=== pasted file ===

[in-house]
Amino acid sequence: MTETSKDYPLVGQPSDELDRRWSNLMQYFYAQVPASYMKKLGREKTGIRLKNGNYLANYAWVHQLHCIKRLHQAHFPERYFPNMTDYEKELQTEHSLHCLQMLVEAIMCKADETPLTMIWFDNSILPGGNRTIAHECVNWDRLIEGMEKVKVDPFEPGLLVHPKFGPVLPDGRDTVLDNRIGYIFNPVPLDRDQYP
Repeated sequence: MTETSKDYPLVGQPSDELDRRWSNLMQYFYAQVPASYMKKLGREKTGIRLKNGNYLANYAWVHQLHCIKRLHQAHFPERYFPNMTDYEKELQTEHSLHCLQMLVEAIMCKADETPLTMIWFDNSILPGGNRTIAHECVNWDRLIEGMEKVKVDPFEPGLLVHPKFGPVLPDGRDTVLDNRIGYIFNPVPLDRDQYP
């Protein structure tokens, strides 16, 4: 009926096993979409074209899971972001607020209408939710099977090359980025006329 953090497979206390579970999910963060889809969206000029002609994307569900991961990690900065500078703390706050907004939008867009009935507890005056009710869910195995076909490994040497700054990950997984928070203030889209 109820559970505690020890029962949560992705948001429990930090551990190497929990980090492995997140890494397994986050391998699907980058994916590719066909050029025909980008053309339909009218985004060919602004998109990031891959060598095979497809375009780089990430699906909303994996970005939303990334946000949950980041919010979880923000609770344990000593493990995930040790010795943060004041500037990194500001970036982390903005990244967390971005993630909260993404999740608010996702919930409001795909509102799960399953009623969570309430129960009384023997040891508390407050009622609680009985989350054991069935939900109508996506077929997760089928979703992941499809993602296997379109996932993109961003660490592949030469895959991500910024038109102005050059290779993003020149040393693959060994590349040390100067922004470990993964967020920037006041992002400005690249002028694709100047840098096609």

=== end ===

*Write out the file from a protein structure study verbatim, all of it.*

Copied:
[in-house]
Amino acid sequence: MTETSKDYPLVGQPSDELDRRWSNLMQYFYAQVPASYMKKLGREKTGIRLKNGNYLANYAWVHQLHCIKRLHQAHFPERYFPNMTDYEKELQTEHSLHCLQMLVEAIMCKADETPLTMIWFDNSILPGGNRTIAHECVNWDRLIEGMEKVKVDPFEPGLLVHPKFGPVLPDGRDTVLDNRIGYIFNPVPLDRDQYP
Repeated sequence: MTETSKDYPLVGQPSDELDRRWSNLMQYFYAQVPASYMKKLGREKTGIRLKNGNYLANYAWVHQLHCIKRLHQAHFPERYFPNMTDYEKELQTEHSLHCLQMLVEAIMCKADETPLTMIWFDNSILPGGNRTIAHECVNWDRLIEGMEKVKVDPFEPGLLVHPKFGPVLPDGRDTVLDNRIGYIFNPVPLDRDQYP
């Protein structure tokens, strides 16, 4: 009926096993979409074209899971972001607020209408939710099977090359980025006329 953090497979206390579970999910963060889809969206000029002609994307569900991961990690900065500078703390706050907004939008867009009935507890005056009710869910195995076909490994040497700054990950997984928070203030889209 109820559970505690020890029962949560992705948001429990930090551990190497929990980090492995997140890494397994986050391998699907980058994916590719066909050029025909980008053309339909009218985004060919602004998109990031891959060598095979497809375009780089990430699906909303994996970005939303990334946000949950980041919010979880923000609770344990000593493990995930040790010795943060004041500037990194500001970036982390903005990244967390971005993630909260993404999740608010996702919930409001795909509102799960399953009623969570309430129960009384023997040891508390407050009622609680009985989350054991069935939900109508996506077929997760089928979703992941499809993602296997379109996932993109961003660490592949030469895959991500910024038109102005050059290779993003020149040393693959060994590349040390100067922004470990993964967020920037006041992002400005690249002028694709100047840098096609």